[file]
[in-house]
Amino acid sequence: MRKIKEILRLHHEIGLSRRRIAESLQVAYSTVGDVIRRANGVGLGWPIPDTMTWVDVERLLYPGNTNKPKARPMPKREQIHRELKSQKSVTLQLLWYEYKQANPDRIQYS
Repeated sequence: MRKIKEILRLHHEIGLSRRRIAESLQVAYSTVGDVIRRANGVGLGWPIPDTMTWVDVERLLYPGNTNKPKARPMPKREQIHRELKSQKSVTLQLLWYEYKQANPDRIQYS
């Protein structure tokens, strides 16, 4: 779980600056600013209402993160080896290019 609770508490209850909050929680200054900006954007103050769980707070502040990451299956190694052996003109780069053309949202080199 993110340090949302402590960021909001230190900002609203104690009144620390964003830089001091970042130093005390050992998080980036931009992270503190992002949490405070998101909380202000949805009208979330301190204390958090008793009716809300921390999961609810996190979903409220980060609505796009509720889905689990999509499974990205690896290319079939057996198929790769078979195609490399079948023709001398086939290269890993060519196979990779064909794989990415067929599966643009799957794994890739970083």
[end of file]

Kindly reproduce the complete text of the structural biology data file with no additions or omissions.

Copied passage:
[in-house]
Amino acid sequence: MRKIKEILRLHHEIGLSRRRIAESLQVAYSTVGDVIRRANGVGLGWPIPDTMTWVDVERLLYPGNTNKPKARPMPKREQIHRELKSQKSVTLQLLWYEYKQANPDRIQYS
Repeated sequence: MRKIKEILRLHHEIGLSRRRIAESLQVAYSTVGDVIRRANGVGLGWPIPDTMTWVDVERLLYPGNTNKPKARPMPKREQIHRELKSQKSVTLQLLWYEYKQANPDRIQYS
């Protein structure tokens, strides 16, 4: 779980600056600013209402993160080896290019 609770508490209850909050929680200054900006954007103050769980707070502040990451299956190694052996003109780069053309949202080199 993110340090949302402590960021909001230190900002609203104690009144620390964003830089001091970042130093005390050992998080980036931009992270503190992002949490405070998101909380202000949805009208979330301190204390958090008793009716809300921390999961609810996190979903409220980060609505796009509720889905689990999509499974990205690896290319079939057996198929790769078979195609490399079948023709001398086939290269890993060519196979990779064909794989990415067929599966643009799957794994890739970083």